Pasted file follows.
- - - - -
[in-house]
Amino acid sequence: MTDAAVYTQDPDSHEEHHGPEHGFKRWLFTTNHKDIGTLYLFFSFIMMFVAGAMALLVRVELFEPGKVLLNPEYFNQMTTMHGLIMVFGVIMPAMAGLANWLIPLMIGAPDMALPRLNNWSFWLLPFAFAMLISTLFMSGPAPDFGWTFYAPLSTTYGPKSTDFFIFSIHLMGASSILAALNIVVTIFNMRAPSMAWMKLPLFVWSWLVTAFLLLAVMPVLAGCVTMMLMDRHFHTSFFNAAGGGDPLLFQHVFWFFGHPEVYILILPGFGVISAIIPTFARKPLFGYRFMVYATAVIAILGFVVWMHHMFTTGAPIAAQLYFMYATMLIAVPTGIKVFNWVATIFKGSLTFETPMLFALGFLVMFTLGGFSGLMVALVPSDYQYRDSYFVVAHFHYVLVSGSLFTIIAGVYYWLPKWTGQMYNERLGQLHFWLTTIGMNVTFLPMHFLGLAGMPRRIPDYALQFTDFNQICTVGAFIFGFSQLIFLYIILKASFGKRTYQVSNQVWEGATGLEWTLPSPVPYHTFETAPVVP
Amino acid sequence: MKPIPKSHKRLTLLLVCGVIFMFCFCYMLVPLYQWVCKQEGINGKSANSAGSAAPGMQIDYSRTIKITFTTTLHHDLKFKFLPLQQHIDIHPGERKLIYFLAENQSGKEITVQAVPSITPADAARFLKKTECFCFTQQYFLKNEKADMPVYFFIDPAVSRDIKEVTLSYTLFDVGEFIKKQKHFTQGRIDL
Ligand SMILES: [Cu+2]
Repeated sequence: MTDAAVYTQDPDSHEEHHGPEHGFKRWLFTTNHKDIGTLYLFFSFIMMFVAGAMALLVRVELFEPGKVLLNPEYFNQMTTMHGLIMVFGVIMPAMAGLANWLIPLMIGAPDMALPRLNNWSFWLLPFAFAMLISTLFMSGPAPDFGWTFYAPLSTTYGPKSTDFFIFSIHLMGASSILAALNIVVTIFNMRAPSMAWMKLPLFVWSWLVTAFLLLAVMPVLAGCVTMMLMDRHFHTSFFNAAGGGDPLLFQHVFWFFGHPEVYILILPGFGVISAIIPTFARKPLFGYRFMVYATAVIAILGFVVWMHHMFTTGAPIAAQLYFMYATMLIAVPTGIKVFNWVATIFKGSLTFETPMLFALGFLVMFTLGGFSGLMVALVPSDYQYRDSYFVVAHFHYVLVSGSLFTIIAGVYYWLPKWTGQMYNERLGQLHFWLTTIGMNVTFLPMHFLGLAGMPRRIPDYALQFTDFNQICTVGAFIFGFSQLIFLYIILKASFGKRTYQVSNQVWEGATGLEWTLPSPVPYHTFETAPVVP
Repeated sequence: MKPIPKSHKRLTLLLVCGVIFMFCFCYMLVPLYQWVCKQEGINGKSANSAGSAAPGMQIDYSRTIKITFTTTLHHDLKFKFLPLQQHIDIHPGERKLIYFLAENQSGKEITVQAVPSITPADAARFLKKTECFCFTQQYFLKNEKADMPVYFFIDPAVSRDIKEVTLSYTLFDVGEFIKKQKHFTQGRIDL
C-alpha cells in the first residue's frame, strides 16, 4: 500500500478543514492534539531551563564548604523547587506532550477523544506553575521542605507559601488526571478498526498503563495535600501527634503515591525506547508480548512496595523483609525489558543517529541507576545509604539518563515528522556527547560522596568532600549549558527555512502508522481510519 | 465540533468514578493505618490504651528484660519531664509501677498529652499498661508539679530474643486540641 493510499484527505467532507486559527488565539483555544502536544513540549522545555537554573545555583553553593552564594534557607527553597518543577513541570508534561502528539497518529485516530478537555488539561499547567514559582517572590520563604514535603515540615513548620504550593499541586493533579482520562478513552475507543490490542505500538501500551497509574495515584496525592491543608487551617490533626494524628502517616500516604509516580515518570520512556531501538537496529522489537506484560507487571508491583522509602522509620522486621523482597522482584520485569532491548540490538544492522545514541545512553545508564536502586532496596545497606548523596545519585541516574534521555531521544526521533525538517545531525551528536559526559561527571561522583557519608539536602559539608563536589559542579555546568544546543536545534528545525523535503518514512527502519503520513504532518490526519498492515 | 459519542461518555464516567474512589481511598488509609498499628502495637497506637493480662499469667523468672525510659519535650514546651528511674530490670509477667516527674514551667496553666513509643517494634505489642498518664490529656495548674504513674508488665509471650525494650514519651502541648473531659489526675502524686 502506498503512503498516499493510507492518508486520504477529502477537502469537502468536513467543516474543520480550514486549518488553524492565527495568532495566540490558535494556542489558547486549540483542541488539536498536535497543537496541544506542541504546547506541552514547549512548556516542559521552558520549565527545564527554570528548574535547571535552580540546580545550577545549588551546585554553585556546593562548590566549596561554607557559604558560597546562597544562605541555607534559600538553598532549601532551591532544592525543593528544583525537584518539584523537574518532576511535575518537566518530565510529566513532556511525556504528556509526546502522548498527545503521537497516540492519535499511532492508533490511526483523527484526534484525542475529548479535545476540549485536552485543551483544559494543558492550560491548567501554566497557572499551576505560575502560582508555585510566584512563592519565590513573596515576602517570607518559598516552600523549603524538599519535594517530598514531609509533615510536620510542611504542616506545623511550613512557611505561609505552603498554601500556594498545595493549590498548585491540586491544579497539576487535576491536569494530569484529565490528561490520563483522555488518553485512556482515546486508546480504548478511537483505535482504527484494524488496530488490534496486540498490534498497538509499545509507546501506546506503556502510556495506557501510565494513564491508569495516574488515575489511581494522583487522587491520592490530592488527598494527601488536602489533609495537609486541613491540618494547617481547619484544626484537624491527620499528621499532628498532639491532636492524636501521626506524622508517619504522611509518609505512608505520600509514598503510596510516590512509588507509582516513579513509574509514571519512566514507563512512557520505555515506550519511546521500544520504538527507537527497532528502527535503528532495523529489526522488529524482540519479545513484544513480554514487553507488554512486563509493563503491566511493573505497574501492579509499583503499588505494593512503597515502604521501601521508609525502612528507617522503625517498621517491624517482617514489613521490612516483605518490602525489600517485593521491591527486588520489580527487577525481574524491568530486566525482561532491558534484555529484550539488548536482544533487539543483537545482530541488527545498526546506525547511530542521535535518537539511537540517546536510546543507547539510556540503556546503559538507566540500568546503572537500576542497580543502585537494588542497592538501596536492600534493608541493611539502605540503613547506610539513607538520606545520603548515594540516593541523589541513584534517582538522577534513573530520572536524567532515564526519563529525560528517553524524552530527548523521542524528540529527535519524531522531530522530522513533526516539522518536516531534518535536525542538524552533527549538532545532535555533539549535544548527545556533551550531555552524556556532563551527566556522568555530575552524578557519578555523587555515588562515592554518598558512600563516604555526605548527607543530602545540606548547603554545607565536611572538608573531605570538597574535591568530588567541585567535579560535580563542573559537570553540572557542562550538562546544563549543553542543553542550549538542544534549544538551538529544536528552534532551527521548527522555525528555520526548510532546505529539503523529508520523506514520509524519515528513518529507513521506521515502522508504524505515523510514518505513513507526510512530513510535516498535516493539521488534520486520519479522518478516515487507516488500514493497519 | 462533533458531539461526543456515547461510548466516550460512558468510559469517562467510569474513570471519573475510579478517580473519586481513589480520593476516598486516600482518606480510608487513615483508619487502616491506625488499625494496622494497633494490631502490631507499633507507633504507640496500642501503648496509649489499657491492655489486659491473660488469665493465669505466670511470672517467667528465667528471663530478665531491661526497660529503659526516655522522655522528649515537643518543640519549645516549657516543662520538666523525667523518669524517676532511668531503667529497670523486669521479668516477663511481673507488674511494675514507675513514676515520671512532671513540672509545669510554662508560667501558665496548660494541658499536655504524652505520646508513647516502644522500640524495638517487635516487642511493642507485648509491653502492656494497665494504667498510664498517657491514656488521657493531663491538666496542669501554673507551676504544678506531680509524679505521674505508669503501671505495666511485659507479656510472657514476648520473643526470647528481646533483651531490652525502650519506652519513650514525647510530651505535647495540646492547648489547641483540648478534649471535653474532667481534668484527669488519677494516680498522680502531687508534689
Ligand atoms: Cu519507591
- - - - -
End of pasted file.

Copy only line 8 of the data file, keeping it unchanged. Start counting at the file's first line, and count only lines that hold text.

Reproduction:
Ligand atoms: Cu519507591